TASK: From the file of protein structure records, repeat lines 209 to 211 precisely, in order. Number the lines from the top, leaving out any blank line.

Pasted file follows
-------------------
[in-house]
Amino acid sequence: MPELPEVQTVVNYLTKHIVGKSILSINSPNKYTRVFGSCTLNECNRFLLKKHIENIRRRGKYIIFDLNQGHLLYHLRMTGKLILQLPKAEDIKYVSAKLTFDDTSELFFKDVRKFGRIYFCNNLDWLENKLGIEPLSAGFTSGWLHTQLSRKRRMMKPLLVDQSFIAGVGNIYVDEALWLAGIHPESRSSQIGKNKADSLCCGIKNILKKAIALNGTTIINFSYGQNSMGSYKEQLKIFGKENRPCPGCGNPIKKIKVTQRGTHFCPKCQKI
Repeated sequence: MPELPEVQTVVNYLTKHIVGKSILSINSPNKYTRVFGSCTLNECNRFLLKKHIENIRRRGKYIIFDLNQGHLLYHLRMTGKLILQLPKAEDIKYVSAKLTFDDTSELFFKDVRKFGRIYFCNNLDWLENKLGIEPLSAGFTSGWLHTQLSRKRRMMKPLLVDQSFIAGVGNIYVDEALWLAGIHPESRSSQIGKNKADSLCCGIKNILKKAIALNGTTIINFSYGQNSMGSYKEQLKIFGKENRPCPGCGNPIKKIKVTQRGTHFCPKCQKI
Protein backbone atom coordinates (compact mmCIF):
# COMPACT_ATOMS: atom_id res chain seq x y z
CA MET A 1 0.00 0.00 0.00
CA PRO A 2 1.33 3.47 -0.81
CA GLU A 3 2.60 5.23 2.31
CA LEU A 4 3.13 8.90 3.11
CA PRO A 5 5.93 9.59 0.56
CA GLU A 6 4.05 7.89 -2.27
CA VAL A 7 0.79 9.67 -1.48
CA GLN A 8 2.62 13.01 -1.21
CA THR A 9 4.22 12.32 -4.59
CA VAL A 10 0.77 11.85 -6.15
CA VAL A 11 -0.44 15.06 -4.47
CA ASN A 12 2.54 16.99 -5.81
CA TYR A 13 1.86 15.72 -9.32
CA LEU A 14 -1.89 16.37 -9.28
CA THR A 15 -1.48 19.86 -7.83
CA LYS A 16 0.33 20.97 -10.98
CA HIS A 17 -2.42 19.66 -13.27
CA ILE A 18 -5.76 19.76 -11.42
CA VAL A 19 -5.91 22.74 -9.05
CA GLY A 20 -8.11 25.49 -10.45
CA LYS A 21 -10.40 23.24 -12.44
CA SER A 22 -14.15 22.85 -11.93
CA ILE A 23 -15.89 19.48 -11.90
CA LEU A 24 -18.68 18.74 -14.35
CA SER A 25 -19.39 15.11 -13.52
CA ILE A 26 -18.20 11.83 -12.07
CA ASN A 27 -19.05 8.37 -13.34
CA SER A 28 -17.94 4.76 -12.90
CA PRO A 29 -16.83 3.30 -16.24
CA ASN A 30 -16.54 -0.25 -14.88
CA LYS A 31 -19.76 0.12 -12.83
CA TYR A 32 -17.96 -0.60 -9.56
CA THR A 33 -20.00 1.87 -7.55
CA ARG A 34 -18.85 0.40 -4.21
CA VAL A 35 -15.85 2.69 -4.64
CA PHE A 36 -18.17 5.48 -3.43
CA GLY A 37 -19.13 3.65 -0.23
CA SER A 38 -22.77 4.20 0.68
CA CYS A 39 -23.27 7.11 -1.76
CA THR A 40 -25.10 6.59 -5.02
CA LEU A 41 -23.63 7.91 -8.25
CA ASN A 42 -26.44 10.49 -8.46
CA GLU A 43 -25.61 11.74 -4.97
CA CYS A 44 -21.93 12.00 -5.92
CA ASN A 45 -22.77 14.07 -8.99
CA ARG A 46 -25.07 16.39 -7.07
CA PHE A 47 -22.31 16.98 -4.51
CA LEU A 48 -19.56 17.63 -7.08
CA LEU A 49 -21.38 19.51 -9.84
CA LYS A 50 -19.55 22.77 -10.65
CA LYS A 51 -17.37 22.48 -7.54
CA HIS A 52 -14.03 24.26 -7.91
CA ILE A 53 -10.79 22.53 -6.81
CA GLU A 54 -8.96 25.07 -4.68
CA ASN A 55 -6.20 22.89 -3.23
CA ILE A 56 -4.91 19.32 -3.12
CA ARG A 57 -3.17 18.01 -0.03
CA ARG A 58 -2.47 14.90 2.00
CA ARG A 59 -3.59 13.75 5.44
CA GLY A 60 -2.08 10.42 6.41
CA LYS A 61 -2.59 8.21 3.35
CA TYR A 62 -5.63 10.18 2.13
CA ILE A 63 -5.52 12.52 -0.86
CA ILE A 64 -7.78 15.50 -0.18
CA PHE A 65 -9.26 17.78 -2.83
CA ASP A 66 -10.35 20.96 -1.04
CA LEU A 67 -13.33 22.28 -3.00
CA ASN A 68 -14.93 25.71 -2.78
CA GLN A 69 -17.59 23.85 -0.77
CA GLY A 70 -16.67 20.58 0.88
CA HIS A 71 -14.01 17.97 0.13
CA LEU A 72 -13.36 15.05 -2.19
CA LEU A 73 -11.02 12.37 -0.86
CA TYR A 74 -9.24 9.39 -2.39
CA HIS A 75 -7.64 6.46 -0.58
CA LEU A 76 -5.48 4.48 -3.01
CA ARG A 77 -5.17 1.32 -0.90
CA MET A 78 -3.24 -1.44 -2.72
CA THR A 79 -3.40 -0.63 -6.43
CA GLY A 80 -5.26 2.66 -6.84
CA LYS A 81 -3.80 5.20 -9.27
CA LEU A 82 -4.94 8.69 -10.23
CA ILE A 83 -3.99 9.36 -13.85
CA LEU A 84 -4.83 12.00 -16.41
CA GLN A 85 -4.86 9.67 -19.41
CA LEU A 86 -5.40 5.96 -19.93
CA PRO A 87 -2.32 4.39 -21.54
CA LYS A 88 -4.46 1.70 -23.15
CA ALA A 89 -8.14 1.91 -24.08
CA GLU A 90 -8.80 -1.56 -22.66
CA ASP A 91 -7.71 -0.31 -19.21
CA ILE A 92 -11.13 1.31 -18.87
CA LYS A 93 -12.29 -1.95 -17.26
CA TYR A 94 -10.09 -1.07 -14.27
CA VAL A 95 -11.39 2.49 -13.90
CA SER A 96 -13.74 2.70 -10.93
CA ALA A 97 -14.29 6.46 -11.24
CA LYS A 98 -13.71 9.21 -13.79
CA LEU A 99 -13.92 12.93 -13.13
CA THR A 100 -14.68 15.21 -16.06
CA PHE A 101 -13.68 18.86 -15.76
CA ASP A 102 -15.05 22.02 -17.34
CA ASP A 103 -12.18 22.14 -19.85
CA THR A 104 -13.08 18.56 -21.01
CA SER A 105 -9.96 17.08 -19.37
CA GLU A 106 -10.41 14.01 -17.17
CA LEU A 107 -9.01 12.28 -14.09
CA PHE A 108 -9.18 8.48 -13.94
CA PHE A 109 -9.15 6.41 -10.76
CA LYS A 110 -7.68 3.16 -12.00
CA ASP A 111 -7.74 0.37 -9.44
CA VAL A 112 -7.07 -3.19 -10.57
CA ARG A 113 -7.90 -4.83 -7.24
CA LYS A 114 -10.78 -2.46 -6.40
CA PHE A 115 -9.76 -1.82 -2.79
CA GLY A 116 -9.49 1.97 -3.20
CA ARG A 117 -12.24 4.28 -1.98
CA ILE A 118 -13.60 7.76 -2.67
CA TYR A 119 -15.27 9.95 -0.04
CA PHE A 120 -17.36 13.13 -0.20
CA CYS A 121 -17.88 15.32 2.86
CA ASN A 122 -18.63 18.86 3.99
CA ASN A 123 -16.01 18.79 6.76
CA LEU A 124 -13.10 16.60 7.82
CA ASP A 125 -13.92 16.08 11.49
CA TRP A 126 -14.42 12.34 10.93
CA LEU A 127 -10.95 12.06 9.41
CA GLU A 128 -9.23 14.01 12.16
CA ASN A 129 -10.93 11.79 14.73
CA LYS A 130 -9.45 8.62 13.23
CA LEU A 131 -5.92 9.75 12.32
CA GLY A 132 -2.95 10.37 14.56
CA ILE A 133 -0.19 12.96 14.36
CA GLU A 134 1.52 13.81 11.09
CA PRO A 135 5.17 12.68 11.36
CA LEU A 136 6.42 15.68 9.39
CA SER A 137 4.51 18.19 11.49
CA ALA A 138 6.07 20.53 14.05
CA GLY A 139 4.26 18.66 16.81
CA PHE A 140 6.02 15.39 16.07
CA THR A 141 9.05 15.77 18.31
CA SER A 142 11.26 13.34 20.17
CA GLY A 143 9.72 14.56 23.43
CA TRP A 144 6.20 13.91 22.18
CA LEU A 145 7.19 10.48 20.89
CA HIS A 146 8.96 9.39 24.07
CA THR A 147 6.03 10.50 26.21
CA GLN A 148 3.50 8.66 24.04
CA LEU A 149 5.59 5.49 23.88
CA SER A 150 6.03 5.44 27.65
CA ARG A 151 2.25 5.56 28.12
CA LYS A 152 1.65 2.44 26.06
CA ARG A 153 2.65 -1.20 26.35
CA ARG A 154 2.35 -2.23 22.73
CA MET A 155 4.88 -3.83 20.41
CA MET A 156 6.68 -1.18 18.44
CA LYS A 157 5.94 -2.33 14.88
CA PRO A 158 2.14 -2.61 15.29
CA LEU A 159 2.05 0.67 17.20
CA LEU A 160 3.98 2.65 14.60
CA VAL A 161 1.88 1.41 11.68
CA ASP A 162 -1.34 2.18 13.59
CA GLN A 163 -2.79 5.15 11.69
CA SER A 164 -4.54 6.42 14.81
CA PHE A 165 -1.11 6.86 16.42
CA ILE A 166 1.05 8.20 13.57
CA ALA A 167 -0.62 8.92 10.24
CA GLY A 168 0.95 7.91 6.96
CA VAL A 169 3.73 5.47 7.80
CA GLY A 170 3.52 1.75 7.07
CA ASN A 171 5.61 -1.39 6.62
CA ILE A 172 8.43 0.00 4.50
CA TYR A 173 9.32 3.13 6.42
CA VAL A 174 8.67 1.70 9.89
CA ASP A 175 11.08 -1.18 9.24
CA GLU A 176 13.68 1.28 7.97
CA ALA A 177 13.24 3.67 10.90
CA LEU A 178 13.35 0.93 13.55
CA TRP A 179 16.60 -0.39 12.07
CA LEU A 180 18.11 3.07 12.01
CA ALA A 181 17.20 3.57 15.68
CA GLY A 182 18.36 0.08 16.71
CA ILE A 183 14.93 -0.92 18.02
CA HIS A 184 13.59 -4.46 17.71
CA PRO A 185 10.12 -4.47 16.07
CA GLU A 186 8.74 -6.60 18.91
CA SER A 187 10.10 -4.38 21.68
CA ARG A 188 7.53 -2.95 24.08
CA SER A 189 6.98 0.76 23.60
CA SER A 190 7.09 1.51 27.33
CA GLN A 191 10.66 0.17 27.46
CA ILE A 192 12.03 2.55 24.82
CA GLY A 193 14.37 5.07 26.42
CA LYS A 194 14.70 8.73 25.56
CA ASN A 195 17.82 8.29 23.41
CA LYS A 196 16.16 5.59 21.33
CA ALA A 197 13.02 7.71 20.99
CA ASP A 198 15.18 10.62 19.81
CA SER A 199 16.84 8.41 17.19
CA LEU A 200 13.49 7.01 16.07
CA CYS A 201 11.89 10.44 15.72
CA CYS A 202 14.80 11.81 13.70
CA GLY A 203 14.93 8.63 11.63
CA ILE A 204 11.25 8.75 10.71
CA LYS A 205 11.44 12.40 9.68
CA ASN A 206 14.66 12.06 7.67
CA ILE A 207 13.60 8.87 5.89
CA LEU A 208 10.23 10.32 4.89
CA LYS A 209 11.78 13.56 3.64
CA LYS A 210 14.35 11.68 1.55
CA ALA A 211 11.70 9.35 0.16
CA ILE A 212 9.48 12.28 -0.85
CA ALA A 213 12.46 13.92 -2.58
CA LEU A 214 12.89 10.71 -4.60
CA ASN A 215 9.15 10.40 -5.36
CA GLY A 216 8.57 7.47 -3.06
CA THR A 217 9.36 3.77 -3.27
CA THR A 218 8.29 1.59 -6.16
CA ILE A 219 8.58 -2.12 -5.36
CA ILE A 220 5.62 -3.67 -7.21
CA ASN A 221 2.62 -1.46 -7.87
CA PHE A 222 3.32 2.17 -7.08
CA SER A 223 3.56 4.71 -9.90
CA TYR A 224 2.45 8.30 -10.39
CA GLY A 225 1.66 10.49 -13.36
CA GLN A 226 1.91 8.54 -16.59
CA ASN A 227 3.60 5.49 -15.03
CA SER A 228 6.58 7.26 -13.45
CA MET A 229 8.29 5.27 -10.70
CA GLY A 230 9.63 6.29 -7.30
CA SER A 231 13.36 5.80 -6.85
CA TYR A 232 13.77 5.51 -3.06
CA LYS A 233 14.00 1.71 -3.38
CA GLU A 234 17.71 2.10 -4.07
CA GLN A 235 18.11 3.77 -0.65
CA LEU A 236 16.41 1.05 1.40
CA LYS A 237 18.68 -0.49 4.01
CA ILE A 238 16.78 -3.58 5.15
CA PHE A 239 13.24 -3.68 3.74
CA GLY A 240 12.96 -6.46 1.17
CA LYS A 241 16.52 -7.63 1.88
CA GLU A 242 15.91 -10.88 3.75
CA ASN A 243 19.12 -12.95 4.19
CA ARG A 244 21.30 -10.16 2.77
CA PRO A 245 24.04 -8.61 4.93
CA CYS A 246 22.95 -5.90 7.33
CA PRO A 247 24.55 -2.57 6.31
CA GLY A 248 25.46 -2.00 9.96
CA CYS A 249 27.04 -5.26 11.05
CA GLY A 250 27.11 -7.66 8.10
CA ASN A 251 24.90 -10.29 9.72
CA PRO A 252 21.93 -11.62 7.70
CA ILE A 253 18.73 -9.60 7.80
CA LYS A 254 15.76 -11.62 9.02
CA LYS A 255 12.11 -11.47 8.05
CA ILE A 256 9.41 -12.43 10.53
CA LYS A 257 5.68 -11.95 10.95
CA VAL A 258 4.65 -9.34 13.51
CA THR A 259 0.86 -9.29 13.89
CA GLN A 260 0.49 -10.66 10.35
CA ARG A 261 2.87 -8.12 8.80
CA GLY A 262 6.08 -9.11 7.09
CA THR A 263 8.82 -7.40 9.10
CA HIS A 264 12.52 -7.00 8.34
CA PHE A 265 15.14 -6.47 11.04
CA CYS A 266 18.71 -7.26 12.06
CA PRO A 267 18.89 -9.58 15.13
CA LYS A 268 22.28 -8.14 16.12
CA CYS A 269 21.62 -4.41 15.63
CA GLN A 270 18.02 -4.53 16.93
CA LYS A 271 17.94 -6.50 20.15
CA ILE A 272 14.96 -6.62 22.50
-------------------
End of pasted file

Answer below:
CA ILE A 204 11.25 8.75 10.71
CA LYS A 205 11.44 12.40 9.68
CA ASN A 206 14.66 12.06 7.67